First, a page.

5 Responses to “Historic carport?”

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  1. PQS

    This whole historic preservation is getting a little extreme. Just because something is old doesn’t mean it should be saved. Whatever happened to progress? Just because someone decided to put an out-of-place roof in years ago doesn’t make it historic.

  2. Anonymous

    Check out 925 5th Street NW. That is the building next to Fun Fair that has no roof and only a facade. Apparently it is allowed to stand because under the plywood at the top is an art deco era material (vitrolite). Apparently it is one of the remaining “examples” of this material’s use in DC. Just because it is hiding under the plywood, do we have to keep a structurally unsound building and crack addict magnet? There is nothing special about that facade. Thoughts people?

  3. fourthandeye

    @Anon 9:44 – I tend to agree with you. That really feels like a stretch. Tony Cheng owns that property. I think Donohoe wants to buy that parcel to creep the Arts at 5th & I up to K Street.

  4. John Thompson

    I actually love this building – I think it'd make a great diner with plenty of room for outdoor seating! If I were the owner of Open City or the Diner, I'd be all about this cool, unique space. It just needs someone with a good sense of design to incorporate the existing structure into something new & fresh.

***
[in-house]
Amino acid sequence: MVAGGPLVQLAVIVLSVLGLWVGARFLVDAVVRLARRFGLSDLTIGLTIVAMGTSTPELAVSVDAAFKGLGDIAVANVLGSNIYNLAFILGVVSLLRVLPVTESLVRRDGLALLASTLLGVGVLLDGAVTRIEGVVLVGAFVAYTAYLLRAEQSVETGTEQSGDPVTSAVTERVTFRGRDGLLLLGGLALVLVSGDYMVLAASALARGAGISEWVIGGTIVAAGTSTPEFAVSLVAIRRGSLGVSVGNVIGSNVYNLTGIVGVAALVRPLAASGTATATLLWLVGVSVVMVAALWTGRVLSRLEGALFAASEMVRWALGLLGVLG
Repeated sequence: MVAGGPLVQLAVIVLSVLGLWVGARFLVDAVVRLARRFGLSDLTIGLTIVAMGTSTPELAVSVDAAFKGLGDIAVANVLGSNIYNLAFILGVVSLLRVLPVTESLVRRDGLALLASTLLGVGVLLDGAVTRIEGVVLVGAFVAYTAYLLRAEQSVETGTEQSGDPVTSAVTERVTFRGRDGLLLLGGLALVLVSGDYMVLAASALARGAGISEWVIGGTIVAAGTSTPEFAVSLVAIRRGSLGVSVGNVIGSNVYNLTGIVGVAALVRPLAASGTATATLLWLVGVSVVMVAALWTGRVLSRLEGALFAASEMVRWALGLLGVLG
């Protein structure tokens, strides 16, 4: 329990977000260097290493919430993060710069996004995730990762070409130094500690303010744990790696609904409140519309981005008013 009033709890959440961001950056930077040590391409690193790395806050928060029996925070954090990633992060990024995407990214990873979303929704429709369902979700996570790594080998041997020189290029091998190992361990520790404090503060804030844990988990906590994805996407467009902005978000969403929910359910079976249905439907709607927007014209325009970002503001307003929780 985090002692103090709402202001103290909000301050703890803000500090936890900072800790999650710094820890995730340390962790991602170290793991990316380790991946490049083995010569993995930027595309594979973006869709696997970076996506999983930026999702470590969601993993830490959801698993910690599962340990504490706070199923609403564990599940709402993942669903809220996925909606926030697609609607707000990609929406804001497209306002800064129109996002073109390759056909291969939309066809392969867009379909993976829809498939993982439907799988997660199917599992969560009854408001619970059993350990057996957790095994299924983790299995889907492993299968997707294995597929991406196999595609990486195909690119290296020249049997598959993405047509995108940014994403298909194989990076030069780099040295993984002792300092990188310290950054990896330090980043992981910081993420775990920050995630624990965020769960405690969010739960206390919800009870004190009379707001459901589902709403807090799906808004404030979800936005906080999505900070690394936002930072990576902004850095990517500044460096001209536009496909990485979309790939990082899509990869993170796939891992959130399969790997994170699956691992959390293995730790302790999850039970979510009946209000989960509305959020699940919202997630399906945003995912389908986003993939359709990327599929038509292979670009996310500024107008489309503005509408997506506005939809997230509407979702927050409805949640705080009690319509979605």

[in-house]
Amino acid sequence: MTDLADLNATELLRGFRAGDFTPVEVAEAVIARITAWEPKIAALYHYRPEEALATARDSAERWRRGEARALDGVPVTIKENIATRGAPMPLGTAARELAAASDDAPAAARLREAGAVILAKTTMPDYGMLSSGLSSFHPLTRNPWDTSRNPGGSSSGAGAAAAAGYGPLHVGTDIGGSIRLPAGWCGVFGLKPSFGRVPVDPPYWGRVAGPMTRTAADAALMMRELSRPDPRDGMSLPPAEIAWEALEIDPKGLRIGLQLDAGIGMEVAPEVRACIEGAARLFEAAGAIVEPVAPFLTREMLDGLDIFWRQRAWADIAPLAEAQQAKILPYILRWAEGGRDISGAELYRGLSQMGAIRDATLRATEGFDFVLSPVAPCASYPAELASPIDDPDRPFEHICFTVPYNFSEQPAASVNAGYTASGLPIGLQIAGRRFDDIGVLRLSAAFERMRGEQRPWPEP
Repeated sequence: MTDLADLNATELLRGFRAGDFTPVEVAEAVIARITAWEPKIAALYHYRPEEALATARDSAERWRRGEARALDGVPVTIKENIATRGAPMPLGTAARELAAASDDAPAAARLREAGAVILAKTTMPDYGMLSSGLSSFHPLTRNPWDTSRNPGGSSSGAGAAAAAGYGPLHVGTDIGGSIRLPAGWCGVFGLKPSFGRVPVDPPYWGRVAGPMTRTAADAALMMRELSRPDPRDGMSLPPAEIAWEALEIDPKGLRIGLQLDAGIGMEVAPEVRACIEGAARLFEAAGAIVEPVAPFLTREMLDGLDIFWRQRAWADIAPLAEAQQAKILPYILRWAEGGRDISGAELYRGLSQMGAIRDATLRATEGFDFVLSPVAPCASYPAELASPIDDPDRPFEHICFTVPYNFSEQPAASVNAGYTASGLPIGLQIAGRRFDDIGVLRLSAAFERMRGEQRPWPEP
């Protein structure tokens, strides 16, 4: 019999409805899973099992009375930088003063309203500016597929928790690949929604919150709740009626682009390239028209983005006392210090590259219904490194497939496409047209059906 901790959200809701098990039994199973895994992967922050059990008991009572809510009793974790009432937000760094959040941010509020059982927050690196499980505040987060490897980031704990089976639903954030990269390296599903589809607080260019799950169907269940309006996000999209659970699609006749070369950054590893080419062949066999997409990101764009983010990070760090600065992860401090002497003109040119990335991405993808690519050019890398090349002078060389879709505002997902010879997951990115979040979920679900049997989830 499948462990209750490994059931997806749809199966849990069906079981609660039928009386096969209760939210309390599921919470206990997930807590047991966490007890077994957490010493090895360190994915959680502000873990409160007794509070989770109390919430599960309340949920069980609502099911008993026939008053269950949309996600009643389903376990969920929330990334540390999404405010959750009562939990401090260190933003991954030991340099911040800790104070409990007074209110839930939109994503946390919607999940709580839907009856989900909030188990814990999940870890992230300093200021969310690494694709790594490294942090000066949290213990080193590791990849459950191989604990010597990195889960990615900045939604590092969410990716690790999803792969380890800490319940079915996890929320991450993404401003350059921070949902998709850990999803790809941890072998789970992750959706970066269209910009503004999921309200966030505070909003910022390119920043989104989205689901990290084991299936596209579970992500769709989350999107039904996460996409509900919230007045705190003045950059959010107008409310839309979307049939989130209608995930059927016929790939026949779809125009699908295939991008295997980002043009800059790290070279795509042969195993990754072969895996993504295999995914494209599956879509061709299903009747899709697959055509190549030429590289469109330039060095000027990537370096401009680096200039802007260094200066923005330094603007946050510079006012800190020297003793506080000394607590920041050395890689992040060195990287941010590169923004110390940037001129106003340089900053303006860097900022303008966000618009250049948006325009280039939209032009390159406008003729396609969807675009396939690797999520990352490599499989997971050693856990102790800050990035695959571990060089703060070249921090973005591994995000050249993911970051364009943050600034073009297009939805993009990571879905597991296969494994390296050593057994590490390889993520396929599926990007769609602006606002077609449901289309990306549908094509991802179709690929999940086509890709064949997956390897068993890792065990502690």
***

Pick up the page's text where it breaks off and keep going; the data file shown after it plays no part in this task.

5. fourthandeye

    @JohnThompson – The building seems far too small to me for the use you are suggesting – No? It might not even be as big as Hodges. If a Diner/Tryst was going to move into an old building in the hood I would think it’d need to be the 1st floor of Louis Rogue or move into the Benjamin Moore space.

    I would love to see such a place move into the neighborhood and complement Busboys. Constantine Stravopoulos wanted to be part of the 5th and I project but did not align himself with the best development bid. With his prospects at 14th and T recent becoming more bleak perhaps he’ll reconsider the Triangle.